score:0

I have finally figured out that the X axis values should be epoch time values. Then, using the code from the examples I was able to show a proper time scale.

I still have a problem because I would like to show the tick marks on weeks on the X axis. However, setting timeUnit to 'week' causes JavaScript errors. It works with other time units though.

score:0

None of this worked for me. What worked with angularjs was:

'x' : d3.time.format.iso.parse(date).getTime(), 'y' : 10

score:2

Additional to Lars' reply, I found by default Rickshaw is calling

 .toUTCString(x.value*1000) //(just ctrl+F to find where =) ). 

In my case, I saw different time label on X between Graphite and Rickshaw for this reason, and it works beautifully once I changed it to

 .toLocaleString(x.value*1000). 

Plus, you may need modify this in two places : Rickshaw.Graph.Axis.Time and the ...HoverDetails

score:13

I've just started using Rickshaw and was in the exact situation.

But, before I go any further, Rickshaw documentation is virtually nonexistent which is very upsetting because the performance of Rickshaw compared to other JS graphing libraries is outstanding.

The best way to find examples is to dig into the source code and example code on their github page try to make sense of things (not the way documentation should be).

That being said, let's try and build a strong base of questions/answers here on StackOverflow!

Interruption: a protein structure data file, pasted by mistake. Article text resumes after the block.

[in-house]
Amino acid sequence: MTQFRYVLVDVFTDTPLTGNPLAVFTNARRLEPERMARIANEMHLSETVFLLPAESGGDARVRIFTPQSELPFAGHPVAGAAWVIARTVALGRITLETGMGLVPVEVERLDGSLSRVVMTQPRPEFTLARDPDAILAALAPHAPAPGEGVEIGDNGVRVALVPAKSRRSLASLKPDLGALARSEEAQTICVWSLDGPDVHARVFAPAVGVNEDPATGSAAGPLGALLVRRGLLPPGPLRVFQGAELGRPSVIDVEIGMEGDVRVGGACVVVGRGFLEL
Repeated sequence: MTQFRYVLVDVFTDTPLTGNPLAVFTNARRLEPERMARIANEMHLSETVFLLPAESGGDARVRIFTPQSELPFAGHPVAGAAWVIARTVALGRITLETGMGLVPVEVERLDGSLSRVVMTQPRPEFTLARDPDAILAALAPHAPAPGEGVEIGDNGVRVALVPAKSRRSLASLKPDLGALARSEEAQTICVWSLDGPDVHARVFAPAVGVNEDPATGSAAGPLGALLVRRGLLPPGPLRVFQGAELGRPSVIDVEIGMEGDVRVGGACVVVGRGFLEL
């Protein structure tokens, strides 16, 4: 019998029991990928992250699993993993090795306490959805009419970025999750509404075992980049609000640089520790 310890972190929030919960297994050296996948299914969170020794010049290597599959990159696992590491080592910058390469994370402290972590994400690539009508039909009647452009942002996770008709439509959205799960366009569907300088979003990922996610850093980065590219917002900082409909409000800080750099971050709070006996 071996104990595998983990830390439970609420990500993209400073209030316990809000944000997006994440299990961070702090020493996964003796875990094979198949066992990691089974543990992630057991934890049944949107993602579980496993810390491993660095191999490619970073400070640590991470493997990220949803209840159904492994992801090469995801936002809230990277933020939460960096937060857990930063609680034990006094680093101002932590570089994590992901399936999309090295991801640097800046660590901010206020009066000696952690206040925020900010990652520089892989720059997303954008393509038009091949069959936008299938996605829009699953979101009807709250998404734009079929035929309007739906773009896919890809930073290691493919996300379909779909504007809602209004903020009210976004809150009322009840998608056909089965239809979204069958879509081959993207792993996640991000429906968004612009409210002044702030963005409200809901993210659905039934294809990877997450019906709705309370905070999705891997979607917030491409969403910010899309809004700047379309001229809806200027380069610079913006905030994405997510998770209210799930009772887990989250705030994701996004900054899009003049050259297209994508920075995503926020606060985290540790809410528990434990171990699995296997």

So, back to the question :) It looks like you've already found your own solution to the question, but I'll provide my solution as well.

Rather than using Rickshaw.Graph.Axis.Time, I've used Rickshaw.Graph.Axis.X and set the tickFormat accordingly.

var data = [ { x: TIME_SINCE_EPOCH_IN_SECONDS, y: VALUE }, 
             { x: NEXT_TIME_SINCE_EPOCH_IN_SECONDS, y: NEXT_VALUE } ]

var xAxis = new Rickshaw.Graph.Axis.X({
  graph: graph,
  tickFormat: function(x){
                return new Date(x * 1000).toLocaleTimeString();
              }
})
xAxis.render();

toLocaleTimeString() can be any of the Javascript date functions, such as toLocaleString(), toLocaleDateString(), toTimeString(), or toUTCString(). Obviously, because the tickFormat takes a function as an argument one can supply their own formatter.

Koliber, I'd be interested to understand your answer if you could provide more detail as well.


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